The climate czar took a private jet to receive the Arctic Circle Prize for his leadership on climate change, Fox News reported on Wednesday. An interview obtained by the outlet found Kerry defending his climate-unfriendly mode of transportation, asserting that private flight remained “the only choice for somebody like me who is traveling the world to win this battle.”
When confronted on the matter by Icelandic reporter Jóhann Bjarni Kolbeinsson, Kerry appealed to offsetting his carbon output and highlighted the other environmental efforts he has made in years past — including the negotiation of the Paris Accords, which President Biden rejoined upon taking office.
“I’ve been involved with this fight for years. I negotiated with President Xi to bring President Xi to the table so we could get Paris. And, I believe, the time it takes me to get somewhere, I can’t sail across the ocean,” he said.
“I have to fly, meet with people, and get things done,” Kerry said, failing to explain why he opted for a private jet over a commercial flight, as private jets emit an estimated 40 times more carbon per passenger. However, Kerry maintained that his nearly “full time” efforts are “working to win the battle” on climate change.
“I offset and contribute my life to do this, I’m not going to be put on the defensive,” he added. Kerry did not immediately explain how he offsets his emissions or plans to do so.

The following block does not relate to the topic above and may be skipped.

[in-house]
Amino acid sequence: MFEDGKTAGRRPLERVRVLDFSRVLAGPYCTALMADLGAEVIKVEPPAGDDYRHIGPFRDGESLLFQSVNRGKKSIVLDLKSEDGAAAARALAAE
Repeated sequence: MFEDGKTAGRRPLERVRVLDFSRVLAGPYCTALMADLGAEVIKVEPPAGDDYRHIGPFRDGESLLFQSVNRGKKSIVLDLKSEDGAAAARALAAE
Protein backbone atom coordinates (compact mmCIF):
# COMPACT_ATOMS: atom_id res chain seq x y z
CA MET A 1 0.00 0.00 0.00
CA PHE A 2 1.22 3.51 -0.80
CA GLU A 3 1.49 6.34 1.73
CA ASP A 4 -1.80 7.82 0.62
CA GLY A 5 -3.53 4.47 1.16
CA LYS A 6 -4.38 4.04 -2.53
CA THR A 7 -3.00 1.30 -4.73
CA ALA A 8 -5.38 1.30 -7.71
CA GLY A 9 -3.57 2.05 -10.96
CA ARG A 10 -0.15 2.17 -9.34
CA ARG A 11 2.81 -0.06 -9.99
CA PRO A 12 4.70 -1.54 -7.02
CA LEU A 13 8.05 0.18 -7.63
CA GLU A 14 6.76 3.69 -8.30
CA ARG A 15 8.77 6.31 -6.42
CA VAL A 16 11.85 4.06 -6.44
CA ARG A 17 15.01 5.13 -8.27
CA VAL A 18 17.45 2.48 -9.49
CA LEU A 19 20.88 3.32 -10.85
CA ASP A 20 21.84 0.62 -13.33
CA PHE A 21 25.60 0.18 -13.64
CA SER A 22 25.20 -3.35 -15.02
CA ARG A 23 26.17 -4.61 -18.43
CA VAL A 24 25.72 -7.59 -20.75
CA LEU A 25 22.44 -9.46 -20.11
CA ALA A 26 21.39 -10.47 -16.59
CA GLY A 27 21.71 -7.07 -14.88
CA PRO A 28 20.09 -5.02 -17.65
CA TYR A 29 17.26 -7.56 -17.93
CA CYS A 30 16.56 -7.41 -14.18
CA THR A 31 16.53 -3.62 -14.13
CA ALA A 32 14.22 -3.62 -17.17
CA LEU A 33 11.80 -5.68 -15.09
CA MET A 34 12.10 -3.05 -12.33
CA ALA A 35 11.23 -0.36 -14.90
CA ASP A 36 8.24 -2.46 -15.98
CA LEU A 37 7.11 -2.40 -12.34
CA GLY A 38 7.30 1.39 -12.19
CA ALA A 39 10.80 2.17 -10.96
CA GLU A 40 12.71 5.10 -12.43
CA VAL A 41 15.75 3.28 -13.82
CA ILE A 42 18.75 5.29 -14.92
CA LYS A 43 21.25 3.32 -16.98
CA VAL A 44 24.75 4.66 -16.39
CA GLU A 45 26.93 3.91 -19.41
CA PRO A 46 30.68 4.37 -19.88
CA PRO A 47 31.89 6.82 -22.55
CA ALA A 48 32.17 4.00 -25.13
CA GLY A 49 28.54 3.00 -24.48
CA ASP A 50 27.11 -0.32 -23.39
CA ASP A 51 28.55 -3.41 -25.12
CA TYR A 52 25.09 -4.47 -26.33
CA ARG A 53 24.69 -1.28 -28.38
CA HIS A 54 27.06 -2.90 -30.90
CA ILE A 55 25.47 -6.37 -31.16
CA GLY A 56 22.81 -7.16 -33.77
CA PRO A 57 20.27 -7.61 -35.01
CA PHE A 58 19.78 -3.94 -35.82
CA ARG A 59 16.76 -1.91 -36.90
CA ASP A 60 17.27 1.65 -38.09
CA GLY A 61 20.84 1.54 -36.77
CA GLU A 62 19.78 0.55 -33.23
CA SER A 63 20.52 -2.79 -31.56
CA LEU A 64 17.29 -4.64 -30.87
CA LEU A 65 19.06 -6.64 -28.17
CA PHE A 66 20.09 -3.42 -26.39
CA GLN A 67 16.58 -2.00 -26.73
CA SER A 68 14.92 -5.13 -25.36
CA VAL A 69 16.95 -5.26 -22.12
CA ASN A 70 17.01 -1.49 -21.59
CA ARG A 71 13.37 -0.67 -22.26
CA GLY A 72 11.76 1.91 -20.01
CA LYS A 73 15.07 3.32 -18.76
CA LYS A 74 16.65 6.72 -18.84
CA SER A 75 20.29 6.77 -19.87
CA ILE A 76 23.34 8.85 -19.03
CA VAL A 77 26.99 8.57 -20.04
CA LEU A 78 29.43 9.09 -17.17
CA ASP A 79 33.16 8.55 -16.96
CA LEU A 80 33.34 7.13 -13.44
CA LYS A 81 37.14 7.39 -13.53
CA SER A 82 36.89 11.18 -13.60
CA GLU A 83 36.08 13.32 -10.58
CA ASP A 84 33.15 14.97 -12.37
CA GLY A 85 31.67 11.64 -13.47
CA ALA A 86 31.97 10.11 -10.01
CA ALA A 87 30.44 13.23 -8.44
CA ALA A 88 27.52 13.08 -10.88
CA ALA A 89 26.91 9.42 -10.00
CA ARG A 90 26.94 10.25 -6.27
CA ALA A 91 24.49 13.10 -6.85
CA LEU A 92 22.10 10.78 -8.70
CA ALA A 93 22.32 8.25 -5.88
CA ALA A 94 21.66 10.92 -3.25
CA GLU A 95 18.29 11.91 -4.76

According to RUV, the chair of the Arctic Circle Round Table said Kerry received the 2019 prize for remaining a consistent advocate for climate-related matters, but he “also criticized Kerry for coming to Iceland for the assembly on a private jet.”
Kerry still owns a private jet via a family company, and, according to Fox, “flight logs indicated that his family’s private jet spent over 20 hours in the air over the past year — culminating in an estimated 116 metric tons of carbon emissions.”
The former Secretary of State said in a BBC interview last week that people only have nine years to save the planet from the supposed anthropogenic impact on the climate.
“Three years ago, we were told we have 12 years to avoid those consequences,” Kerry said. “Three of those years were lost because we had Donald Trump, who didn’t believe in any of it. And now we have nine years left to try to do what science is telling us we need to do.”
In 2006, former Vice President Al Gore famously warned that humans had ten years to take drastic measures to save the planet from climate change, lest we reach the “point of no return.” In 2019, Gore defended his prediction, identifying it as “accurate.”
“[S]ome changes, unfortunately, have already been locked in place,” Gore explained. “Sea level increases are going to continue no matter what we do now. But we can prevent much larger sea level increases. Much more rapid increases in temperature.”
The climate change narrative remains particularly popular among the Hollywood elite, but they, too, share in Kerry’s struggle. NBC’s The Voice star John Legend and his wife Chrissy Teigen, both climate hardliners, boarded a private jet ahead of Legend’s performance following Biden’s inauguration last month.